Then, in spite of the fact that, back in 1997, Russian scientists clearly demonstrated the absence of any mutagenic, DNA-disturbing action on the part of pure fullerenes (Genetica, 1997, vol. 33, pp. 405-409), two works from American groups appeared in 2006-07 (V. Tarabara et al. from Michigan State University, and S. Pacheco, K. Arcaro et al. from the University of Massachusetts), which included high-sounding statements to the effect that they had established the genotoxicity of fullerene C60 dispersions in water. In addition, in testing done by the second group of researchers, they apparently discovered that colloidal particles of silica (the main component of usual sand!) had DNA-disturbing effects and that they were similar in their extent to those of fullerenes!


A detailed analysis of the results provided by American research works have revealed the scientific incorrectness and fallibility of further conclusions, which were connected with the fundamental non-applicability of the chosen method – the Single-Cell Gel Electrophoresis Assay or Comet assay with Olive Tail Moments (OTM) observation – for an analysis of the genotoxicity of nanoparticles and nanomaterials. The conclusion of our critical analysis (in Russian) can be expressed by the following way: “Pure fullerenes are no more dangerous than regular sand”!


Before these publications appeared, for the previous 20 years, nobody from many laboratories of the world had noticed any toxicity of fullerenes; and fullerenes in their toxicological characteristics have always been equated and continue to be equated to amorphous technical carbon, to carbon black (carbon black, U.S. Department of Labour, OSHA's Hazard Communication Standard, 29 CFR 1910.1000 and 29 CFR 1910.1200).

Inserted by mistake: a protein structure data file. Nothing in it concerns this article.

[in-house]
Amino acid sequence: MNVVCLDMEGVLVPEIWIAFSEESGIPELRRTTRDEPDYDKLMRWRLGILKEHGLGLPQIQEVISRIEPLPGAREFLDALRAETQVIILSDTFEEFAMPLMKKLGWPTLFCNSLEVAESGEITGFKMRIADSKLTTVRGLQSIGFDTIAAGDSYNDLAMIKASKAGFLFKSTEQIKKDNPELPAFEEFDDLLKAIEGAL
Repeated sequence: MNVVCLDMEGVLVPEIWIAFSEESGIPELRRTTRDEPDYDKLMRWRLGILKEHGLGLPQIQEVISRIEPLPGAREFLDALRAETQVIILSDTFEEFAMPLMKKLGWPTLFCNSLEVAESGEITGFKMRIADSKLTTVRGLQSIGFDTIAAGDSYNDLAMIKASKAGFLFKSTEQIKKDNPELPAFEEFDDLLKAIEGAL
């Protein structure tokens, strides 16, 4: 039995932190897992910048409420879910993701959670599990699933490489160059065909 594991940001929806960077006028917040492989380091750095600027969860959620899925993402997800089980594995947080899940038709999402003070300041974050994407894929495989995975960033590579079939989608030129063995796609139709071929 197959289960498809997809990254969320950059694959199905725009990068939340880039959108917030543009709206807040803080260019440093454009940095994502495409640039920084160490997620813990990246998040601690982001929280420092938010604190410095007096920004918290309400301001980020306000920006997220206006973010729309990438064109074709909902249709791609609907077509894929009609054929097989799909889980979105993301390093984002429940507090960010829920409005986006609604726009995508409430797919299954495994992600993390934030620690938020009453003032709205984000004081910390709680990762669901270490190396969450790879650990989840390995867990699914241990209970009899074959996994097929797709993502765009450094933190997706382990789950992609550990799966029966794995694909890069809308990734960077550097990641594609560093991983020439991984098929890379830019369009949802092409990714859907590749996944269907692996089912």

Numerous biological experiments with our molecular colloidal solutions of hydrated fullerenes (FWS) virtually always start with the testing of their probable toxic effects. And none of the in vitro and in vivo tests have revealed any signs of their toxicity.


Thus, we can fully confidently answer the question about fullerenes’ toxicity: fullerene molecules are not toxic and cannot be more toxic than coal, graphite, diamond or usual sand. What can be toxic are both the chemical derivatives of fullerenes (which is determined by the properties of the chemical groups attached to the fullerene core) and nanoparticles in the form of crystalline solvates (or clathrates) of fullerene molecules with other toxic molecules. In contrast with that, FWS contain only pure fullerenes and water; therefore, one cannot expect any toxic effects upon applying hydrated fullerenes and their aqueous solutions.


Incidentally, at the end of 2005, we gave E. Oberd?rster a sample of our FWS and suggested that he carry out comparative biological testing, but there has been no answer as of yet. Moreover, this is probably due to the fact that the myth of fullerenes’ toxicity, which appeared with much fuss in 2004, is being constantly shattered under pressure from reliable and unquestionable scientific findings. Water dispersions, known as nano-C60 or nC60, or THF/nC60, or nC60/THF, which scientists in the West like to work with, are absolutely unsuitable objects for the objective assessment of pure fullerenes’ toxicity. That is exactly why conclusions on the toxicity of fullerene C60, obtained on the basis of such objects, should be considered false ones and they should not be taken into consideration in future.

[1] Oberdorster E. Manufactured nanomaterials (fullerenes, C60) induce oxidative stress in brain of Juvenile Largemouth bass. Environ Health Perspect., 112(10), (2004) 1058–1062.

[2]. G.V. Andrievsky, V.K. Klochkov, L.I. Derevyanchenko. IS C60 FULLERENE MOLECULE TOXIC?! Fullerenes, Nanotubes and Carbon Nanostructures, 13 (4), (2005) 363-376.

[3] Najla Gharbi, Monique Pressac, Michelle Hadchouel, Henri Szwarc, Stephen R. Wilson and Fathi Moussa. [60]Fullerene is an in vivo Powerful Antioxidant With no Acute or Sub-acute Toxicity. Nano Letters, 5 (12) (2005) 2578-2585.